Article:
Ellen White Evidence
Christ's Dual Nature: Divine + Human
Christ’s Dual Nature
When Joseph and Mary brought Jesus to the temple, he was only an infant of a few weeks. But he was also the Ancient of days, whose goings forth have been from of old, even from everlasting. He was indeed the long-expected Messiah, of whom the Jews had read, “The Lord, whom you seek, shall suddenly come to his temple.” [Malachi 3:1.] To the Pharisees Christ afterward declared, “Before Abraham was, I am.” [John 8:58.] He is the head of an unchangeable priesthood, the only true high priest over the house of God.
But although Christ’s divine glory was for a time veiled and eclipsed by His assuming humanity, yet He did not cease to be God when He became man. The human did not take the place of the divine, nor the divine of the human. This is the mystery of godliness. The two expressions human and divine were, in Christ, closely and inseparably one, and yet they had a distinct individuality. Though Christ humbled Himself to become man, the Godhead was still His own. His Deity could not be lost while He stood faithful and true to His loyalty.
Christ brought men and women power to overcome. He came to this world in human form, to live a man amongst men. He assumed the liabilities of human nature, to be proved and tried. In His humanity He was a partaker of the divine nature. In His incarnation He gained in a new sense the title of the Son of God. Said the angel to Mary, “The power of the Highest shall overshadow thee; therefore also that Holy Thing which shall be born of thee shall be called the Son of God.” While the Son of a human being, He became the Son of God in a new sense. Thus He stood in our world—the Son of God, yet allied by birth to the human race.
The Son of God was next in authority to the great Lawgiver. He knew that his life alone could be sufficient to ransom fallen man. He was of as much more value than man as his noble, spotless character, and exalted office as commander of all the heavenly host, were above the work of man. He was in the express image of his Father, not in features alone, but in perfection of character. [2SP, p. 9.1]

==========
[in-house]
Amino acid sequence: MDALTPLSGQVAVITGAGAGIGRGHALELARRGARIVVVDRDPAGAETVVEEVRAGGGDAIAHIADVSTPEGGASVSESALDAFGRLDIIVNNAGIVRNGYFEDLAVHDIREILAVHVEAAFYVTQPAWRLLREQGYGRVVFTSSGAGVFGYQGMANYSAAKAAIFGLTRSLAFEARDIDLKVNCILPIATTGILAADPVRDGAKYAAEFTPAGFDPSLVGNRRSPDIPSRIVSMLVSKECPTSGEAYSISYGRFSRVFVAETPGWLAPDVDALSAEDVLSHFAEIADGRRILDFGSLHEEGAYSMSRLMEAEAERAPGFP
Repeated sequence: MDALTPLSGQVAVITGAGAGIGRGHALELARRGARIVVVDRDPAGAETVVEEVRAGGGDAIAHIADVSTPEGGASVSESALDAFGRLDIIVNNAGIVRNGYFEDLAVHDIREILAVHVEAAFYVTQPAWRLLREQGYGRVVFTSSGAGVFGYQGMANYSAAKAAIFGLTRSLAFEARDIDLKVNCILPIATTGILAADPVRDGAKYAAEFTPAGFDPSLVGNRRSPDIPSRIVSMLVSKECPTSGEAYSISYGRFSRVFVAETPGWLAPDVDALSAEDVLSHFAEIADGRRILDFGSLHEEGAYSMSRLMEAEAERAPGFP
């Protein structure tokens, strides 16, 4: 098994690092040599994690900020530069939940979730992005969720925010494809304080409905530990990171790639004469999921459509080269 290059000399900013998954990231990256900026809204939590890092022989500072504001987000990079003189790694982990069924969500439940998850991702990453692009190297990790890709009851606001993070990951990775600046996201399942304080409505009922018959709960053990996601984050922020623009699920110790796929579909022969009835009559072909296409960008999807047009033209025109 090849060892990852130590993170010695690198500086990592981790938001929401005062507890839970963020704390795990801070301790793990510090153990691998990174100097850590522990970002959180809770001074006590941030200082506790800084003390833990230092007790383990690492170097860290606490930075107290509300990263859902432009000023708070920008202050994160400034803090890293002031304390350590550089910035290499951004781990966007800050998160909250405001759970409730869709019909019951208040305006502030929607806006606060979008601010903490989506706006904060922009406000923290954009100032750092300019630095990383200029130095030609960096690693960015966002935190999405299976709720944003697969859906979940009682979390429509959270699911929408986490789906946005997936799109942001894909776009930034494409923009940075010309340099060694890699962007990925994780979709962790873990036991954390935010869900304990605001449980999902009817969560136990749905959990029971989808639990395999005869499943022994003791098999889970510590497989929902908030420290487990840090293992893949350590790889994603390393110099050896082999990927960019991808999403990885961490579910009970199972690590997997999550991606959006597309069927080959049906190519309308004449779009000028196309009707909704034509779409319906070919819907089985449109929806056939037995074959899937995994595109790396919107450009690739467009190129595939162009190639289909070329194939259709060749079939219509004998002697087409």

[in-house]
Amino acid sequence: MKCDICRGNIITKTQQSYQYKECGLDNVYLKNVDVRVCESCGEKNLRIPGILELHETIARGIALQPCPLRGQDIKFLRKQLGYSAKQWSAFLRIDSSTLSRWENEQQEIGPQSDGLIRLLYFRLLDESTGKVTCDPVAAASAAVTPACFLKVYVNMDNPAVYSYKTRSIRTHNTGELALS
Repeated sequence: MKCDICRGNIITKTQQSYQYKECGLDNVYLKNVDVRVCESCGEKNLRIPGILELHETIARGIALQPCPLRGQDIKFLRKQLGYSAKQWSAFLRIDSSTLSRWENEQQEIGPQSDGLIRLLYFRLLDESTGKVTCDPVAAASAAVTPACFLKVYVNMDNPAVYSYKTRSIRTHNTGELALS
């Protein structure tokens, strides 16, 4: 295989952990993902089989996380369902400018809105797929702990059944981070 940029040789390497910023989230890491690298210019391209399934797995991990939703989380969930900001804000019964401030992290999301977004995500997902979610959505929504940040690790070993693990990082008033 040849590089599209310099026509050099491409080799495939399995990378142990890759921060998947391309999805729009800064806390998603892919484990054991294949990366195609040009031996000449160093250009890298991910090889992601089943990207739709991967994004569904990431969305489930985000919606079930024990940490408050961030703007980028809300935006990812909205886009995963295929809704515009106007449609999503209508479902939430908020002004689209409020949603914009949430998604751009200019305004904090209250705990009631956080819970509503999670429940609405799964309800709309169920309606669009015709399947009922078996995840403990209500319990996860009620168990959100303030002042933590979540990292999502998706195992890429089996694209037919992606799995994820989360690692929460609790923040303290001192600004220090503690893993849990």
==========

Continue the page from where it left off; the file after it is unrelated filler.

The divine Son of God was the only sacrifice of sufficient value to fully satisfy the claims of God’s perfect law. The angels were sinless, but of less value than the law of God. They were amenable to law. They were messengers to do the will of Christ, and before him to bow. They were created beings, and probationers. Upon Christ no requirements were laid. He had power to lay down his life, and to take it again. No obligation was laid upon him to undertake the work of atonement. It was a voluntary sacrifice that he made. His life was of sufficient value to rescue man from his fallen condition. [2SP, p. 10.1]
As the time drew near for the Son of God to make his first advent, Satan became more vigilant in preparing the hearts of the Jewish people to be steeled against the evidences he should bring of his Messiahship. [2SP, p. 12.1]
When the time was fulfilled, Christ was born in a stable, and cradled in a manger, surrounded by the beasts of the stall. And is this indeed the Son of God, to all outward appearance a frail, helpless babe, so much resembling other infants? His divine glory and majesty were vailed by humanity, and angels heralded his advent. The tidings of his birth were borne with joy to the heavenly courts, while the great men of the earth knew it not. [2SP, p. 15.1]
God well knew that the advent of his Son to earth would stir the powers of darkness. Satan did not want that light should come into the world. The eye of God was upon his Son every moment. [2SP, p. 26.1]